GAA president seeks meeting with Taoiseach over Government’s criticism of GAAGO

GAA president Jarlath Burns said he is seeking an early meeting with the Taoiseach and Tanaiste over the Government’s criticism of the streaming service, GAAGO.

Mr Burns said he was “surprised and disappointed” by criticism of the GAAGO service by Simon Harris and Micheal Martin.

Mr Harris said last week that the GAA had “got it wrong” about the streaming service and asked it to review their use, while Mr Martin expressed “huge concerns” about the outlet.

GAAGO charges users 79 euro for a season pass, which includes 38 games.

Leinster Rugby v Northampton Saints – Investec Champions Cup – Semi Final – Croke Park
GAA President Jarlath Burns (Niall Carson/PA)

Mr Burns defended the streaming service on Today with Claire Byrne on RTE Radio.

“I’m very surprised to hear the Taoiseach speaking about this considering that last year we sat in front of an Oireachtas committee.

“We were asked to do so and we did so,” he said.

“There were no issues and at the end of it they accepted every argument that we had, all of our rationale for the fact that we only have one broadcast partner, which is RTE, they have 35 matches.

“If you try to imagine a world without GAAGO, the rest of these games just would not be broadcast because we only have one broadcast partner.

“Myself and Tom Ryan Ard Stiurthoir (director general) last Wednesday actually had a meeting with the Sports Minister Thomas Byrne and all of his officials, we actually put GAAGO on the agenda and we asked him were there any residual issues coming up and he said no.

“(He said) We accept that GAAGO is an outstanding service, particularly for exiles abroad and who wouldn’t be able to watch any of the games and GAA has a growing global market.”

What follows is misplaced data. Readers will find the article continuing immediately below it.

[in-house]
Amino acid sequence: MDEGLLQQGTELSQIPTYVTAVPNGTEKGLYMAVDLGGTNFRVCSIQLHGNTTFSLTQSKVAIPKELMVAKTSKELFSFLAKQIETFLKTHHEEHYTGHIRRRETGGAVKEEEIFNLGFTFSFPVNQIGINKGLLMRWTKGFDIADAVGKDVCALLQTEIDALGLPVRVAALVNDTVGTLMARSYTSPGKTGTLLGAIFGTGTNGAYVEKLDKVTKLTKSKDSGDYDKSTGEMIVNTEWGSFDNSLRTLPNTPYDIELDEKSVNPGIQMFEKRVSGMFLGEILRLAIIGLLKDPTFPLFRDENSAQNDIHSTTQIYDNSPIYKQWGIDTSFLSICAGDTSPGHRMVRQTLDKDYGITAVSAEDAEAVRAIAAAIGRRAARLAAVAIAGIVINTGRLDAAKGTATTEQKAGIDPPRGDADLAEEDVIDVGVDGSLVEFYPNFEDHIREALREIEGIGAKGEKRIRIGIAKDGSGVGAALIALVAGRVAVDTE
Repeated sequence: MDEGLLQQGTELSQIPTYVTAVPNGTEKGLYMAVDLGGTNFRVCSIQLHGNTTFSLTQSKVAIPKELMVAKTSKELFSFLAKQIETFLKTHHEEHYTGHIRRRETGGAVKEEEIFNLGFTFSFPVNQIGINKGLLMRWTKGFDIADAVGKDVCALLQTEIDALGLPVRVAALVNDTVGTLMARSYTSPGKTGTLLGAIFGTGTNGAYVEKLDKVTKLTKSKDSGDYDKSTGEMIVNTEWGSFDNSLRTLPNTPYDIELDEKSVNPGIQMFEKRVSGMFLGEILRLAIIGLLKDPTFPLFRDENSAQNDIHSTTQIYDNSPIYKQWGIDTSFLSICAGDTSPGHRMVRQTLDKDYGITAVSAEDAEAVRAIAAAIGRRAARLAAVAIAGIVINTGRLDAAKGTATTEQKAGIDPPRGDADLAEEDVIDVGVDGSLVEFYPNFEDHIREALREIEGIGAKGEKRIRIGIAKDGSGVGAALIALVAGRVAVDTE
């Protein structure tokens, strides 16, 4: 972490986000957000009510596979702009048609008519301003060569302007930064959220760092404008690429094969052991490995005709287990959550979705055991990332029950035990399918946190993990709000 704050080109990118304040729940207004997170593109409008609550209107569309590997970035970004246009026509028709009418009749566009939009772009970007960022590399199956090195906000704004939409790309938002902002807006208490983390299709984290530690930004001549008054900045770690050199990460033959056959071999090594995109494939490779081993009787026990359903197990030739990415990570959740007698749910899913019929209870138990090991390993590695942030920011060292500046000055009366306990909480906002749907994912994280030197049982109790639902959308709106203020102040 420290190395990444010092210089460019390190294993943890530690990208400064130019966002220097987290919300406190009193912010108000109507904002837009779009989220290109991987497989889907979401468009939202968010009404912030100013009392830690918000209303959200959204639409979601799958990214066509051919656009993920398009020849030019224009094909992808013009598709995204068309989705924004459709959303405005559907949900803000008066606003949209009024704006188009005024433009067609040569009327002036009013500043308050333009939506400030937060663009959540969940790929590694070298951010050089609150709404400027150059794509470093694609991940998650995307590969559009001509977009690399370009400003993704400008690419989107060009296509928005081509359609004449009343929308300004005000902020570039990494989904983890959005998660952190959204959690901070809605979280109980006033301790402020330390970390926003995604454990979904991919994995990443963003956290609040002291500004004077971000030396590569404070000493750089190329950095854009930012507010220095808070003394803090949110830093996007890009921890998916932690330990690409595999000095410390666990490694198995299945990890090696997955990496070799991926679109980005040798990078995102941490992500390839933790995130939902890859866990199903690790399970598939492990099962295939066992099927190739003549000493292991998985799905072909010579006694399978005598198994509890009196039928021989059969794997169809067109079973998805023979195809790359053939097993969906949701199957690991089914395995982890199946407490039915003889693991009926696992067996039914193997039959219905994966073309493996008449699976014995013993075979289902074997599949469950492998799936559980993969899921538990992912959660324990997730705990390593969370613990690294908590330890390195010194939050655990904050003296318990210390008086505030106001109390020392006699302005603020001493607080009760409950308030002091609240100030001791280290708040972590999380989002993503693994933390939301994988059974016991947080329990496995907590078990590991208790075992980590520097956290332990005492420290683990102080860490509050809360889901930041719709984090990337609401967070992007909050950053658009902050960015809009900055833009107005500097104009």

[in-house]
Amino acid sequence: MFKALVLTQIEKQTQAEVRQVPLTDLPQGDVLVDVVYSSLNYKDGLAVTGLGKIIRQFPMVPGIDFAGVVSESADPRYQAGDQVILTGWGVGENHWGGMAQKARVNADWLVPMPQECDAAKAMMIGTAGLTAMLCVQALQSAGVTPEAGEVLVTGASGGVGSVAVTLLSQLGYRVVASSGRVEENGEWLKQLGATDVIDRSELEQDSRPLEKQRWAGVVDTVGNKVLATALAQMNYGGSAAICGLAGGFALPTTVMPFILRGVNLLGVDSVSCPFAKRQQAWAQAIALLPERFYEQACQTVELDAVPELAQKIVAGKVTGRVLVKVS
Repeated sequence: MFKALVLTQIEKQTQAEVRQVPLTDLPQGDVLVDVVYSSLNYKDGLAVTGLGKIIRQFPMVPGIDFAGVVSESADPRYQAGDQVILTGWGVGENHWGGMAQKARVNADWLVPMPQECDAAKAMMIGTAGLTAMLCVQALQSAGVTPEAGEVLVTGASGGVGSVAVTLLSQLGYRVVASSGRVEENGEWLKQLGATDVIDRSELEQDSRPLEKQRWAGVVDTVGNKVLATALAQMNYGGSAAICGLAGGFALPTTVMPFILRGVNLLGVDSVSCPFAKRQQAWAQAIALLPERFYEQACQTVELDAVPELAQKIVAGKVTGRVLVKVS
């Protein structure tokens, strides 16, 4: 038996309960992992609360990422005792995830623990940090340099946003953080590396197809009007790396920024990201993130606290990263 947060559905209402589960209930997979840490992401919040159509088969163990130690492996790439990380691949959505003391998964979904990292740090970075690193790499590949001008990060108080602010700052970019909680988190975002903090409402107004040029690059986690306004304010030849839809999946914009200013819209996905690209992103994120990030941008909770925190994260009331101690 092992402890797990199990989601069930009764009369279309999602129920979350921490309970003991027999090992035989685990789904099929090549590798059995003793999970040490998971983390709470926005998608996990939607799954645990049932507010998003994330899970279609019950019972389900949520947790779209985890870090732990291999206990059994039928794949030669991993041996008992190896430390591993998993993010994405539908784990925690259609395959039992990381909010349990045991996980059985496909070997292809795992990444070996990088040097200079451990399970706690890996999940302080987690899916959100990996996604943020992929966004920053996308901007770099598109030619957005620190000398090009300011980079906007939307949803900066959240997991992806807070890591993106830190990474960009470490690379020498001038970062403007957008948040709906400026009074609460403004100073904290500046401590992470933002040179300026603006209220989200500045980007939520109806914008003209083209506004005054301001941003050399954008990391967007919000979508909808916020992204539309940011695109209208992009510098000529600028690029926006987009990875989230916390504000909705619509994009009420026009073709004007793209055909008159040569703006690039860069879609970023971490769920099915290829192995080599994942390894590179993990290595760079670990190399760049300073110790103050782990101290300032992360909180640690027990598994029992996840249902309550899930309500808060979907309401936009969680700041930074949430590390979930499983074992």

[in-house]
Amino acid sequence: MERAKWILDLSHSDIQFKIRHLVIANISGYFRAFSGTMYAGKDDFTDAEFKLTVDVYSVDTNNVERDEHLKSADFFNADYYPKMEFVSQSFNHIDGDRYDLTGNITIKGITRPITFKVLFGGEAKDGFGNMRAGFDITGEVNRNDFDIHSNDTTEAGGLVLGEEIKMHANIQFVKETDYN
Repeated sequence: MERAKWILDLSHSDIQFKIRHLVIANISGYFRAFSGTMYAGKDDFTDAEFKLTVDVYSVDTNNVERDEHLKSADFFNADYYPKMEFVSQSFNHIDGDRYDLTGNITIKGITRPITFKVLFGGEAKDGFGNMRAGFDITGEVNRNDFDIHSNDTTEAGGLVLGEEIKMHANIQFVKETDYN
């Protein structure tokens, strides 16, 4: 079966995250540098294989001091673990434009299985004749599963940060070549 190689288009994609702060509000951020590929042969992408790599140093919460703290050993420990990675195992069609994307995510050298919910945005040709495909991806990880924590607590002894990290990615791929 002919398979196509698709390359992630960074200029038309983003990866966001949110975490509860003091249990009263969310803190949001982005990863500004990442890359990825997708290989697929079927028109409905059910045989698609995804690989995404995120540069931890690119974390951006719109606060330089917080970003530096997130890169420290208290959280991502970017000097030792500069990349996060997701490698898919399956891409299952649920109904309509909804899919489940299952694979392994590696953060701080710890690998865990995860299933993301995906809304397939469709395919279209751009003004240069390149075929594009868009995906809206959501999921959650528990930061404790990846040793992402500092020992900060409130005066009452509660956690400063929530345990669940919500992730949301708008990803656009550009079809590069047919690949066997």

He said he also had a meeting with the Minister for Public Expenditure Paschal Donohoe in Croke Park two weeks ago and GAAGO was not raised by the minister.

He added: “I’m very, very surprised and disappointed that the Taoiseach and then the Tanaiste would actually speak about something that we have already been in front of an Oireachtas committee for.

“They were satisfied with our answers, it came up last week at a meeting, there were no issues.

“You would almost think there was an election coming up.”

He said that last year’s review of GAAGO found that an “overwhelming” amount of people viewed it as a “brilliant service”.

He also said an extra 29 games were shown last year that wouldn’t “normally have been shown”.

Mr Burns added: “I will be asking for an early meeting with the Taoiseach and the Tanaiste to get them to explain exactly where they are with regard to the criticism of our Association

“There’s a couple of very important points that we have to make here.

“I will make absolutely no apologies for trying to extract as much commercial revenue as we possibly can from our games, because we do not have the same auctioning power as, for example the Premier League, has.

“We refuse to accept any revenue from alcohol companies.

“Their third is from gambling companies.

“The GAA has blacklisted all gambling companies in terms of commercial revenue.

“That only leaves our games.

“Our games are the most important things that we have.”

Mr Burns said he will not attend another committee hearing to answer questions this year.

Fine Gael Senator Tim Lombard said it was “surprising” Mr Burns has refused an invitation to attend.

“At a time when transparency is crucial, the GAA should be using the opportunity to explain their decisions, not dodging important discussions,” Mr Lombard said in a statement.

“They should appear before the Seanad Committee on Parliamentary Privileges and Oversight.

“The GAA has to remember its roots—it’s not about extracting revenue by any means; it’s about ensuring the long-term success of the game and the community it builds.”

Over the weekend, Mr Lombard said that GAAGO “must go”.